Maui Island Water Use and Development Plan WorkshopsApril 4, 2016, 4:06 PM HST · Updated April 4, 4:06 PM 0 Comments
The public is invited to attend hands-on workshops to identify and evaluate methods and scenarios to comprehensively manage, develop and use the water resources of Maui Island to meet the needs of all water users. The results of these regional workshops will assist the County in preparing the Maui Island Water Use and Development Plan.
The workshops are planned from April 23 to May 21, and will be held on Saturdays from 10 a.m. to 1 p.m. at the following dates and locations:
|Upcountry||April 23||Eddie Tam Memorial Center|
|Central/South||April 30||Kahului Community Center|
|West||May 7||Lahaina Civic Center|
|East||May 21||Hāna Community Center-Helene Hall|
Workshop participants are asked to review and provide input on: 1) regional issues and objectives used to evaluate water plan options and strategies; 2) draft water management, use and allocation guidelines; 3) options and scenarios to address water issues and create a comprehensive water plan; and 4) to test those scenarios for consistency with the planning objectives.
The first round of public meetings that are wrapping up in April provided input on water issues around the island. Key issues identified by the public included the following:
- Each region should rely upon the water resources of that region instead of importing water. We need to adapt development to the availability of local water resources and climate.
- Each region should bear its own costs of development, management and transport of water.
- Watershed management should be a priority to support the forest which brings rain, water for lo’i and stream life, and flows to the ocean, which supports farming and fish. Active watershed management should be extended to lower elevations to enhance mauka-to-makai stream flow and support Native Hawaiian and kuleana uses.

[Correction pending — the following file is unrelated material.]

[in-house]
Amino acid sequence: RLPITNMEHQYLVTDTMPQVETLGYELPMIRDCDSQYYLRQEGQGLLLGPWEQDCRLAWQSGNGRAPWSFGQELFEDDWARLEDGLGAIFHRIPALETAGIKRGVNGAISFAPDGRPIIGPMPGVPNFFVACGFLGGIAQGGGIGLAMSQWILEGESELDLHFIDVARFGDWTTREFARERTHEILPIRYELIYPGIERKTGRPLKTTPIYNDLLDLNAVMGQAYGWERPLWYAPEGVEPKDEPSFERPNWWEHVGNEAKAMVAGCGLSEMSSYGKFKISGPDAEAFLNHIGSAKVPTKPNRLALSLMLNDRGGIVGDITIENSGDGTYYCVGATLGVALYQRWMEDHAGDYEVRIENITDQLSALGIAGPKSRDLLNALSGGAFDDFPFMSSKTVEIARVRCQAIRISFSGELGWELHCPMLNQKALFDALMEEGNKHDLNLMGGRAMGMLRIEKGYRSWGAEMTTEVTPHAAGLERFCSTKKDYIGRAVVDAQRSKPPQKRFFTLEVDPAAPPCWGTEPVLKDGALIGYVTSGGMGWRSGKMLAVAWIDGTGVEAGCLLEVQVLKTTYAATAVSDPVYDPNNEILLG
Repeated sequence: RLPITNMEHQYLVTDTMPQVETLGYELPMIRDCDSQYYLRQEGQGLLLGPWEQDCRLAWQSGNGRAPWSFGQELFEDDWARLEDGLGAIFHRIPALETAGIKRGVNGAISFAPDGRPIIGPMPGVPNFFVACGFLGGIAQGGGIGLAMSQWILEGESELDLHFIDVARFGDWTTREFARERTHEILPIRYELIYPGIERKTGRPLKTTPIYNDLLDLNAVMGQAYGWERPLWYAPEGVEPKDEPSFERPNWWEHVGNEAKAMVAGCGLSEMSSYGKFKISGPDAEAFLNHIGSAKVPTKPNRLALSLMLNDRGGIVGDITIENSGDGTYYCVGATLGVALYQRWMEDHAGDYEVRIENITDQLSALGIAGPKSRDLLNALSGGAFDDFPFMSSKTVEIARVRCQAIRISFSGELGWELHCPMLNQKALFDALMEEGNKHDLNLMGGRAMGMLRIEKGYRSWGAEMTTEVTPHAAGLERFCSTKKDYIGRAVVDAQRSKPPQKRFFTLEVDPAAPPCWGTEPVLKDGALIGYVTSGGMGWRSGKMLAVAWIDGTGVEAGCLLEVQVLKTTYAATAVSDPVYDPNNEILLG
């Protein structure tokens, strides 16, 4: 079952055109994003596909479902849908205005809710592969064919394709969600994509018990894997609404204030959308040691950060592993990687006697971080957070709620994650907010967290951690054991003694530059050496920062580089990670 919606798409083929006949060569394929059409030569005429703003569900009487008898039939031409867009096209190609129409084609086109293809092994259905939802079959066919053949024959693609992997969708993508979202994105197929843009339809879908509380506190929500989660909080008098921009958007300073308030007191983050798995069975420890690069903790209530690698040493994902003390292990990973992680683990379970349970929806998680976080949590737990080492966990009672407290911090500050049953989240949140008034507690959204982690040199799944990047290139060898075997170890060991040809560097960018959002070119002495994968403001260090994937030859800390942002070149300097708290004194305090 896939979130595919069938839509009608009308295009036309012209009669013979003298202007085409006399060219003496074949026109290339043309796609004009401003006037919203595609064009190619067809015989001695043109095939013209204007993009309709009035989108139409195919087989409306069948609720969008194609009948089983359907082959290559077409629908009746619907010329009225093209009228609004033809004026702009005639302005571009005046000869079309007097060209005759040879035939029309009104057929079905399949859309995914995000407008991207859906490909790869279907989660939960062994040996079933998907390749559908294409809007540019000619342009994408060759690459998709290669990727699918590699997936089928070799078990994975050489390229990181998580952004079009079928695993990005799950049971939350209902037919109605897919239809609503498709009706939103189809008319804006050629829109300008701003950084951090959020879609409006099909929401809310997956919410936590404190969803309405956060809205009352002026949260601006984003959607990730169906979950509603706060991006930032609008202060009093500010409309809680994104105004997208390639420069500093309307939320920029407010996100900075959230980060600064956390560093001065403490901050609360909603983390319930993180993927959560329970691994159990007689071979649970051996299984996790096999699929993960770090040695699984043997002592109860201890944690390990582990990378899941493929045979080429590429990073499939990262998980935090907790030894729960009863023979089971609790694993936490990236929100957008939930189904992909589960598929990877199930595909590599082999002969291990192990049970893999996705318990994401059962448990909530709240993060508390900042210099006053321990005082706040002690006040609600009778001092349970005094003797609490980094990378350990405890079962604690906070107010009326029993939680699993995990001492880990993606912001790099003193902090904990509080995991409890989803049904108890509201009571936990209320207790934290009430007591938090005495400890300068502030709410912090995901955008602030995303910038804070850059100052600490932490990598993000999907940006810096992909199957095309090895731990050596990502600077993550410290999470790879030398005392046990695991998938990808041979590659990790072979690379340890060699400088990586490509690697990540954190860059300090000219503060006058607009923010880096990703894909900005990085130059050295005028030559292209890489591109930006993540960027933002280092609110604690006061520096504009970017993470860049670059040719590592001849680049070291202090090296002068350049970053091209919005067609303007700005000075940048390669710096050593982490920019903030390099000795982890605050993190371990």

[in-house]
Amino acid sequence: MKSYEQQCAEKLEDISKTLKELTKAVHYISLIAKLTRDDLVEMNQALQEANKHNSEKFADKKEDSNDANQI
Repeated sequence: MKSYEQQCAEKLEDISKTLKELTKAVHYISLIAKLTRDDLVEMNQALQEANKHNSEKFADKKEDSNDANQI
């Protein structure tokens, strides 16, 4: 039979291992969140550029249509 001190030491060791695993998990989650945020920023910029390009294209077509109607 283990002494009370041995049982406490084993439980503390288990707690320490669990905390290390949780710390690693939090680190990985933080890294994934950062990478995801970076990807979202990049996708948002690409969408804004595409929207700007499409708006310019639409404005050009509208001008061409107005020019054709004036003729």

- The reduction in agriculture will reduce the need for stream diversions, which adversely affect natural aquifer recharge and mauka-to-makai ecosystems.
- Agricultural water is needed to support local food production and security.
- The prioritization of the water rights of Hawaiian Home Lands, Native Hawaiian cultural practitioners, and kuleana and appurtenant instream water users need to be recognized.
- What are the costs and benefits of the County taking over the East Maui Irrigation system? The system reservoirs could be restored for storage of water for reforestation, firefighting, etc., but not for transport to other regions.
- The water use and development plan should reflect values adopted in the community plans.
Meeting presentations, summaries and a short Questionnaire to gather more input are available online at www.mauiwater.org.
The WUDP drafted several years ago is being redone in an effort to include a more comprehensive inventory of all water users and systems on Maui and to focus more attention on our ground, surface and alternative water resources.
According to Hawaiʻi State law, each county is required to prepare, periodically update, and adopt by ordinance a WUDP to serve as the long-range planning blueprint for all uses of water in each county. In addition to these workshops, the public will also have opportunity to offer their input at all of the scheduled Maui County Council Water Resources Committee meetings.
The Department of Water Supply, Water Resources and Planning Division is hosting the meetings and can be reached at (808) 463-3110.